My marketing manager, part-time photo assistant and wife wanted to write a blog…so here she is.
Often I get to assist Andy on executive portrait shoots. I get to carry equipment (especially when the client is located in a high rise building!), to help set-up the portable studio and provide a second set of eyes that can catch distractions such an off-center tie.
When Andy is your photographer, he will direct you into various poses so that you will get an attractive portrait. For the most part you don’t have to worry about anything…still there are a couple of points you may want to consider in advance and a couple of points that will help you understand why Andy may want to adjust the lighting or have you turn a different way.
These are general rules and don’t apply 100% of the time — there are instances where you may get a better photo by following what works best for you. We took a series of pictures to help demonstrate a few of the points listed below.
We’ll start with a basic pose. Generally you don’t want to stand straight facing the camera, rather you want your feet and shoulders at about 45% angle and then to turn your face toward the camera. This helps most people look thinner and for women helps the shoulders not look so broad. You’ll also want to place most of your weight on your back foot — it may feel a little bit odd but helps to off-set the shoulders ever so slightly.
Long sleeves look best. For executive portraits most people will wear a jacket and don’t have to worry about how their arms look. Assuming the jacket fits properly, the photos usually look best when the jacket is buttoned. Even if the portrait is to convey a less formal look, it is generally best to go with long sleeves. Women who may have a sheath dress or cap sleeves may want to reconsider their clothing options. Also is is good to have something to rest your hands on, so your arms don’t lay flat at your side. We almost always have people rest their hands on the back of a chair or on a table, this helps with a more relaxed look.
Color choices are also important, black is generally the most slimming color. If you prefer light clothing then it is often best to not have a dark background. For men, don’t hesitate to bring a couple of ties…maybe a more formal one and then the soft or bright tie that you get all those compliments on.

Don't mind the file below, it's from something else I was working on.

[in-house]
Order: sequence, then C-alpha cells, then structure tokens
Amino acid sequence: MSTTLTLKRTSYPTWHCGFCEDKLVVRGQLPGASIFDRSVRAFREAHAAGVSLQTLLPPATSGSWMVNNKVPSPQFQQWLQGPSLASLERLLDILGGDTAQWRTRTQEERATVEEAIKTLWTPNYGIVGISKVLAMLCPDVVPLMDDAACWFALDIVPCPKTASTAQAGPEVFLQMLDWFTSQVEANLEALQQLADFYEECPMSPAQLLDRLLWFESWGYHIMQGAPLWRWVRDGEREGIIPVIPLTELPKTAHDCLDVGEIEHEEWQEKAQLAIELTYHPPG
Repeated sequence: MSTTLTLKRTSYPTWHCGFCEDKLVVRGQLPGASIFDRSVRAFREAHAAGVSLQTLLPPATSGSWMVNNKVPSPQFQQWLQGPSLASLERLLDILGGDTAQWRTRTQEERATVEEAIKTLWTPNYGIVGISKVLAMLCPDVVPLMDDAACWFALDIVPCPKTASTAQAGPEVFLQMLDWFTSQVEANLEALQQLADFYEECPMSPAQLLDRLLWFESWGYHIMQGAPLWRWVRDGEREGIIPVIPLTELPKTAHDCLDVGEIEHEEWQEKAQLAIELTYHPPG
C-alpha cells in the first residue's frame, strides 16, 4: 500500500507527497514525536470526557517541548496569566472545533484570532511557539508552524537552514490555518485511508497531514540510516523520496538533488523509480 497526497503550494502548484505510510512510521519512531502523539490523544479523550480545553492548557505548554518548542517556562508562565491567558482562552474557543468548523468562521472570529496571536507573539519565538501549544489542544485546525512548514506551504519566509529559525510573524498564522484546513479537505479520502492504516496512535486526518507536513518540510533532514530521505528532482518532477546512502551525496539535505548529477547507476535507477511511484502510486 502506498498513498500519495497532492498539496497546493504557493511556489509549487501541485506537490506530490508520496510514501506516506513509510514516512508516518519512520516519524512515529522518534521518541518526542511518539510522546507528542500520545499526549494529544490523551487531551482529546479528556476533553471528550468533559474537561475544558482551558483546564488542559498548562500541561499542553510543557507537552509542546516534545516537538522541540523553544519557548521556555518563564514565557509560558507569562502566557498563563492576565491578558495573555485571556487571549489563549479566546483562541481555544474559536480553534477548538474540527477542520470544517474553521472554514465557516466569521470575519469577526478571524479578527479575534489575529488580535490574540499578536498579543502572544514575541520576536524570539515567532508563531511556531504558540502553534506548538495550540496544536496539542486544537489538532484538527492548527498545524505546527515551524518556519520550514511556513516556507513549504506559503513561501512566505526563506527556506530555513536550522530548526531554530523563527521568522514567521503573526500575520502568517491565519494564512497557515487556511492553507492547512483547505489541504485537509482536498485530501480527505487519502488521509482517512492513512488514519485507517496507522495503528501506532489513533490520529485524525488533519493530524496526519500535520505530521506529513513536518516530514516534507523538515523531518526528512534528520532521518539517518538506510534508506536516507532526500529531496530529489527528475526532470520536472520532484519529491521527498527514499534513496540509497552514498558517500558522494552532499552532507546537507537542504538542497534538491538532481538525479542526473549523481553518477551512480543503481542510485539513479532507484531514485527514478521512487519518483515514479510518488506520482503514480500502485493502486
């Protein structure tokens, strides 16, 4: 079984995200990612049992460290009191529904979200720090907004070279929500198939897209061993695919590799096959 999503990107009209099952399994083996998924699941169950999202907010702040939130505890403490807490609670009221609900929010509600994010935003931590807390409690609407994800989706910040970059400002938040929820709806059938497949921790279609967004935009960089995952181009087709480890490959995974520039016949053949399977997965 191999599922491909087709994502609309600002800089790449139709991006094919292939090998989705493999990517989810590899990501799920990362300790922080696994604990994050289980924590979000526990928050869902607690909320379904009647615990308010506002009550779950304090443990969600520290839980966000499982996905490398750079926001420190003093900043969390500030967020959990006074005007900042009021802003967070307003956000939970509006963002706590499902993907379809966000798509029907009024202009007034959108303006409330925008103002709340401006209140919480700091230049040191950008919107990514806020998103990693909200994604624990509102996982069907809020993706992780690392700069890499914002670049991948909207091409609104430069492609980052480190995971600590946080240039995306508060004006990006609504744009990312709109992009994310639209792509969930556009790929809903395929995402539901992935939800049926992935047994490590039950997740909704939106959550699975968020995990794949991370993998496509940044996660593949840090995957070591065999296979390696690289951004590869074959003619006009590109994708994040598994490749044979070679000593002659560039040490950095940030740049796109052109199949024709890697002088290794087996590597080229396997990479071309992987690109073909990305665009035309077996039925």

One of my main concerns is my double chin. There are several poses that I’ve read about in posing books and when I tried to hold these poses I felt very awkward and the photos turned out comical. Andy can help minimize the look we don’t want. In the series below, one was taken at a normal camera height and the other from a raised angle. (There was no post processing on the double chin issue in this series…the change is strictly based on the camera angle/pose.)
The main thing is put a little thought into your clothes, what you want and then to relax. If you have any issues that you are concerned about — please let Andy know up-front. I’ve heard people tell Andy all these things during their shoots:
- Don’t do too much post processing, I’m proud of my wrinkles/mole
- Do a lot of post processing, I don’t want to see my crows feet/mole/scar
- I have a better right/left side
- I will be wearing glasses or I want photos with and without glasses
- Concerns about thinning hair, double chins, weight — some things can be minimized during the shoot and others during post processing
There are many ways to enhance a portrait by slightly changing the lights, camera angles or adjusting clothing. While issues can be addressed with post processing — you’ll get the best results if areas of concern are addressed during the shoot. I don’t like getting my picture taken and tense up, so I know it’s hard — but the most important thing is to relax and to smile.